In 2009 the defense filed a Motion in Limine To Exclude Evidence of Other Alleged Crimes or Other Alleged "Bad Acts" at Trial, that hasn't been ruled on. In January 2010 the prosecution filed it's response to the defense Motion in Limine, their first Motion in Limine to admit Course of Conduct Evidence and simultaneously filed a Motion to Seal their Motion in Limine and any defense response because it contains evidence that may or may not be presented as evidence at trial and could taint the jury pool. At several previous hearings Karlin has referred to this as the $64,000 question because he can't comply with Supreme Court rule 413 as to expert witnesses and an affirmative defense until he knows what and how the state intends to use the evidence at trial. The state has contended they can't make that decision until they have some idea of what type of defense will be used. In court documents filed in March, Stewart ruled they would keep the motion sealed until there is a hearing to determine what evidence will be admitted, then the prosecutors will redact inadmissible portions.

Judge Stewart asks Karlin how long after that question is decided would the defense be ready for trial? Karlin replies February or March of 2011. Michael Atterberry stands and tells the court the state will be prepared to try the case then. Stewart says he is not ruling out January, and tentatively sets January to March 2011 for the trial unless circumstances arise that would interfere with that time period. The judge says they need to set deadlines for depositions and a close date for all motions to be filed.

Judge Stewart then asks if  the state has fully complied with 412? Michael Atterberry said, " We believe we have substantially, we're trying to provide what the defense motion just asked for, we have contacted the lab." (This is the first I've heard of this motion, I'll have to see if I can get a copy.) Stewart asks, " Does the defense feel they have complied with 413? Jeremy Karlin replies,"To the extent we know what our defense is."

Atterberry tells the court,  the state can re-plead their Motion in Limine and  asks for 3-4 months to prepare. Stewart says July or August for the state to re-plead and 30 days for the defense to respond, it shouldn't take as long for the defense to respond as it does the state to prepare to re-plead.. Karlin says any information about how the state intends to narrow.....the state conceding is good; however, that doesn't eliminate the defense need for the court to hear live testimony. Atterberry says 3 months needed. Stewart asks if it's necessary for the state to re-plead? Michael Atterberry says the state will do it as an offer of proof by July 1, June 15 at the earliest.

Stewart says if Mr. Karlin decides he wants to have testimony heard the court is available, and adds the deadline for the state to re-plead as an offer of proof is June 30 and then we need to have a case management hearing in July. Karlin says the defense would like an opportunity to respond.The judge says how much time needed to respond? Karlin tells the court 60 days to draft is reasonable, 60 days to respond. Then Karlin must have reconsidered because he says," I agree it's harder to re-plead, how about 45 days?". Judge Stewart responds," 30 days should be enough time, July 30 to respond, and a case management conference August 6 at 1:30.

Judge Stewart asks if the defense can disclose their defense based on the information they have? Karlin says they have done that, but not an affirmative defense, adding the defense can do that within 21 days of the hearing to decide the Motion in Limine. Stewart says 21 days from now. Karlin stands his ground, he tells the judge he doesn't mean to be obstinate but there are some investigations that aren't completed. Stewart tells Karlin he wants them to disclose some affirmative defense by June 30. Karlin answers they (the state) are entitled to know when I know. Stewart says it has been 2 years, it can be amended. ( It seems as though the judge is trying to be as fair as possible here, the state has conceded to re-plead their motion, so the defense can offer up some type of defense.)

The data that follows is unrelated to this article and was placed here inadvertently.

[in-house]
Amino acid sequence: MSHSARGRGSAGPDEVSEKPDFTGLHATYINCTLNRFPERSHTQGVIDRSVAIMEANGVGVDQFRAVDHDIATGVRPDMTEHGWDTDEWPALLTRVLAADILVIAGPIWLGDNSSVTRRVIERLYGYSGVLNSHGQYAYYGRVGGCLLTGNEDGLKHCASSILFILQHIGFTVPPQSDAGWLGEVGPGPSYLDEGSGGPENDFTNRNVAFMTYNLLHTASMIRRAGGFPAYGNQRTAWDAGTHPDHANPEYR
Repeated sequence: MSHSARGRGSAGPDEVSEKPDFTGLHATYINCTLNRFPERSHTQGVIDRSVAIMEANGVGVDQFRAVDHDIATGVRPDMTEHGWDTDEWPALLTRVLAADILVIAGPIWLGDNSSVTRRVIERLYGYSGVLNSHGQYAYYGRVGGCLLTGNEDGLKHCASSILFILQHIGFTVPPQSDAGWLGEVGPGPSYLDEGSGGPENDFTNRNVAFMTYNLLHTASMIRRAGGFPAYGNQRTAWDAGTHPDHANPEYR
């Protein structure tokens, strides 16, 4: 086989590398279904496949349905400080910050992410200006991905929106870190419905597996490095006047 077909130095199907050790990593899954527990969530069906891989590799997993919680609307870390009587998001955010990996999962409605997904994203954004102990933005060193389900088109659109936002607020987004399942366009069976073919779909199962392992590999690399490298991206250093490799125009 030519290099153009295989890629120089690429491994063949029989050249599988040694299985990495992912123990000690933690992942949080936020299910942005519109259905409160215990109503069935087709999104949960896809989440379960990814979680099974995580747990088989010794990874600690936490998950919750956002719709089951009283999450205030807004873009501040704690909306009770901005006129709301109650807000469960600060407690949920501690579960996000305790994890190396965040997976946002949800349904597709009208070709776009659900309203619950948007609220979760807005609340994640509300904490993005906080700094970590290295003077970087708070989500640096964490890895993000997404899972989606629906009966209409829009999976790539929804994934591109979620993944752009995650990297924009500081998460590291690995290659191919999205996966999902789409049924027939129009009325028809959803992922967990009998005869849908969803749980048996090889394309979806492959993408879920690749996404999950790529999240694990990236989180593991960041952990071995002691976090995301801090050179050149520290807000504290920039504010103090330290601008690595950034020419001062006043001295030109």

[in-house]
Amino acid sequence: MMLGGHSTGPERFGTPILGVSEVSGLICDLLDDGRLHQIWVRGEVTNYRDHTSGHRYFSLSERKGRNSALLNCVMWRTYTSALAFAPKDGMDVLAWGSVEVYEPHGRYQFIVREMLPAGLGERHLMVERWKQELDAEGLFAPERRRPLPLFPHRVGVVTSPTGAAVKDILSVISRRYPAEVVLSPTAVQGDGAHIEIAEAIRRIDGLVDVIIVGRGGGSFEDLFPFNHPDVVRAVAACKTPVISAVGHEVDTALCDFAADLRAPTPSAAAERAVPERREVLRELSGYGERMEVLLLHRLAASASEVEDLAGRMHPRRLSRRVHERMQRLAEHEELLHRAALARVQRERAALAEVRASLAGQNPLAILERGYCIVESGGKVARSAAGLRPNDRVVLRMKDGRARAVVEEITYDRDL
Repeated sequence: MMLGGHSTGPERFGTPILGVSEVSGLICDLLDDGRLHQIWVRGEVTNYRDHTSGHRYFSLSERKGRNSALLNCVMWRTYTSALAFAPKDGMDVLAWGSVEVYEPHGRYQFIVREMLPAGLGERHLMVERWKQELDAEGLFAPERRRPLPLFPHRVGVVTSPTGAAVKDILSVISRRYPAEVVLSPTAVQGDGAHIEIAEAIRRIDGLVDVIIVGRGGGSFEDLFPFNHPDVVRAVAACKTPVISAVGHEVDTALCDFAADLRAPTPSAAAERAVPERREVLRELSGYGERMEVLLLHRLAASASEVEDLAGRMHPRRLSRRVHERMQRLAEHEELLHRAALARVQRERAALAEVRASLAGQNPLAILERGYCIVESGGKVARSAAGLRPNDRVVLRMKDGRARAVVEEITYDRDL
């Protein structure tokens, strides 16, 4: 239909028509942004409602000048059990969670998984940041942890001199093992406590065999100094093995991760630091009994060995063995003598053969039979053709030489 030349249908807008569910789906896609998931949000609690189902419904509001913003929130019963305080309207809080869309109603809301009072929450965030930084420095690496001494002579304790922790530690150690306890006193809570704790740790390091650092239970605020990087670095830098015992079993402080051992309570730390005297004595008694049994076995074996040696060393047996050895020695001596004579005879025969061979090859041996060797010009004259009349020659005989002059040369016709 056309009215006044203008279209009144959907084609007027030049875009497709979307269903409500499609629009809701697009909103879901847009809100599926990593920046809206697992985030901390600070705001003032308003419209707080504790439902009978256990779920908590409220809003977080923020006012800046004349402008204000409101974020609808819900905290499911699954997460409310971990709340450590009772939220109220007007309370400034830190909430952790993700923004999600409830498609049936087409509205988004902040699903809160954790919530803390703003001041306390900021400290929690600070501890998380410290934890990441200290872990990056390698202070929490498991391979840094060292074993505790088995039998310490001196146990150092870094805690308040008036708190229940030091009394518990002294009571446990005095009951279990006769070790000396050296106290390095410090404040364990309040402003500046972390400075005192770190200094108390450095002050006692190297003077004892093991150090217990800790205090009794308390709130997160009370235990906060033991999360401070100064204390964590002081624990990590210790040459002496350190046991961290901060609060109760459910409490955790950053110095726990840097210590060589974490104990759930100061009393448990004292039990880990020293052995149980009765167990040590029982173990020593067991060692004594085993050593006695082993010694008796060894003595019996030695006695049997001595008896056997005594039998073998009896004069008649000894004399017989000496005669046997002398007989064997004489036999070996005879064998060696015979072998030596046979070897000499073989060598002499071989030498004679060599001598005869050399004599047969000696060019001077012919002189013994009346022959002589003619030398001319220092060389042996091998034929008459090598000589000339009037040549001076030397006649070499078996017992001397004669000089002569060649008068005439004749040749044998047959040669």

Bill Elward stands and asks the court for some confirmation as to the dates that have been set. He lists
offer of proof 6/30, defense response 7/30 and case management hearing 8/6.
Karlin isn't happy with this schedule, he says,"We have addressed this issue, the schedule has us telling you an affirmative defense on the same day." Judge Stewart again says, after 2 years you should... Karlin interjects  but we will have additional information to obtain.

Anthony Vaupel says something about a motion for fingerprint evidence.(This must be the motion mentioned earlier by Atterberry.)  We just got the motion yesterday,Atterberry replies, we have conceded, we'll see if the information supplied is ok. Vaupel asks the court if this can be addressed at the case management hearing on 8/6. Stewart must have agreed because the next thing I heard was an order will be submitted.
Court is recessed. 
The DOC guard grabs the hoop on the back of Sheley's shackle. Sheley takes a scan of the gallery and he is led from the courtroom with his entourage of security to head back to Pontiac Correctional Facility. I spoke with someone who saw them arrive today who said Sheley and  the four guards made the 2 hour trip in 2 vehicles. Sphere: Related Content


  1. Katfish,

    Thanks for the update. I admire you for attending the hearings in this trial.

    The only good news with delay is that Sheley sits in jail working off his sentence from the assault case.

    My heart goes out to his attorneys, they have a difficult client and a difficult case.

  2. ritanita,
    Thanks for stopping by. I know the Anthony case has you very busy. Donchais sure has her hands full with the Coleman case. I'm glad in both of these cases the juries can be brought in from another district versus moving the whole trial. I don't think we have that option in IL.

    I'm so happy that Sheley is being housed in the IDOC awaiting trial because they really are better equipped to deal with inmates like him than our local county jail.

    Nicholas Sheley should consider himself fortunate because he has a very capable group of attorneys who seem committed to giving him a vigorous defense despite the "difficulties" of his case.